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I would like to have information about the icons which are displayed alongside the site URLs on a web browser. Is this some browser specific feature? Where do we specify the icon source, ie, is it in some tag on the web page itself ?

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See… – John Topley Sep 23 '08 at 11:33
up vote 46 down vote accepted

These icons are called favicons

Most web browsers support but the proper way to do it is to include an icon meta tag in the head profile.

<head profile="">
<link rel="icon" 
      href="/somewhere/myicon.png" />

Source from the W3C itself.

Your best bet is to probably do both with the same icon image.

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I believe you're referring to the Favicon, which allows a website to specify a 16x16 (or larger) image which is displayed in the address bar next to the URL in most modern browsers.

Some browsers just pick the file called favicon.ico which is in the root of your web folder, whereas others require it to be specified in the <head> of the HTML using the following code,

<link rel="shortcut icon" href="favicon.ico" type="image/x-icon" />

This was originally the way it was done with IE, but that doesn't conform to standards (because of the space in the rel), so most browsers now let you do it as follows, where you can use any standard image format, not just .ico

<link rel="icon" href="favicon.png" type="image/png" />
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These are favicons - more info on that page.

Basically, .ico files in the root directory on the webserver.

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I will just add that some sites use an animated Gif as favicon. Which can be seen as über cool or supremely annoying, depending on your tastes... And probably not supported by all browsers.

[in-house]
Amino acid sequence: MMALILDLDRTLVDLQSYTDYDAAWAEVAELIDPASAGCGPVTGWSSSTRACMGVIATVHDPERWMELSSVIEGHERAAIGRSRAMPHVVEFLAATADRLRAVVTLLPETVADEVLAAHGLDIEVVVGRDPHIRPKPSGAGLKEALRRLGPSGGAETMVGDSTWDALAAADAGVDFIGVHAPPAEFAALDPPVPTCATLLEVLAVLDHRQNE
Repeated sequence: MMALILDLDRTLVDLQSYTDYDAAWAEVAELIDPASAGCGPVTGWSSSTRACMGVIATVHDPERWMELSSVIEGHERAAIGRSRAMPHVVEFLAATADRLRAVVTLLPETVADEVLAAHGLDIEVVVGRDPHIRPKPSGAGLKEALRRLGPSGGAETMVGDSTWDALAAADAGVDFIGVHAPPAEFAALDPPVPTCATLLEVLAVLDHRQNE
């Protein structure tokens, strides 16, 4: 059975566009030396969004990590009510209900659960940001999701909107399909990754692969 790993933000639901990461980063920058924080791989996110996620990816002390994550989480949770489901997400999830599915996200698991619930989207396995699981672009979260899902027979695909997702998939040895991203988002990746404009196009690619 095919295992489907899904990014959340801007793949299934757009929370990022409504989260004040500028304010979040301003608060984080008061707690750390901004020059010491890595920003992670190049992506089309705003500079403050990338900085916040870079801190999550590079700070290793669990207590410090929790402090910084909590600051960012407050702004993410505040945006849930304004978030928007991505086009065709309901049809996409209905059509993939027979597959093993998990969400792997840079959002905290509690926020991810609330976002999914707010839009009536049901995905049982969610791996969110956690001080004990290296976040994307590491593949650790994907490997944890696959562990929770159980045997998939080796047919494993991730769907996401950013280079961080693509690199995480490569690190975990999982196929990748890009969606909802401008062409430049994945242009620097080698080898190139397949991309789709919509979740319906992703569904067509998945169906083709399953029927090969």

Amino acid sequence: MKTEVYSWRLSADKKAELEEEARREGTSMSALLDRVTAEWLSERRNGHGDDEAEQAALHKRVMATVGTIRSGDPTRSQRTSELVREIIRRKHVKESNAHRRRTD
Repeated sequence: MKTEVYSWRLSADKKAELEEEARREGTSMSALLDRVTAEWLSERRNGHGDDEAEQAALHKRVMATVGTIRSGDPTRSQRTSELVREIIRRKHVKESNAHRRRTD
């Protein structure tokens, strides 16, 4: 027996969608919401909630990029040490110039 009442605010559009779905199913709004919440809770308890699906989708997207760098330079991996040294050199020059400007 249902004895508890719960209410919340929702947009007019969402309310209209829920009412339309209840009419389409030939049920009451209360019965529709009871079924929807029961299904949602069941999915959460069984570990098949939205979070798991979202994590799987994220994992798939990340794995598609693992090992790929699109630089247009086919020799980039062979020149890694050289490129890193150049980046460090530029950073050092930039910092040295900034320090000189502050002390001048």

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The easiest way to get that info is by this simple web app

link text

You only have to type the url of the page and it returns all the image properties

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Nice marketing </sarcasm> – patricksweeney Jan 31 '09 at 17:53

They're favicons. Browsers look at / on a server for favicon.ico

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This is called favicon you can look on this tutorial using favicon in application LINK

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It was originally a windows icon format file, stored under the URL http://site/favicon.ico. Most sites still use favicon.ico, and many browsers still automatically look there, regardless of the meta tags.

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It has nothing to do with Windows. – Thomas Owens Sep 23 '08 at 11:33
Of course it does, the original favicon was implemented by Microsoft. The only backwards compatible format is the windows .ico format. Not only that, but some browsers ignore the meta tags and load the url anyways.. – Chris Sep 23 '08 at 11:38
It was originally an Internet Explorer feature, with the Windows icon format as the only supported format. – Jim Sep 23 '08 at 11:39

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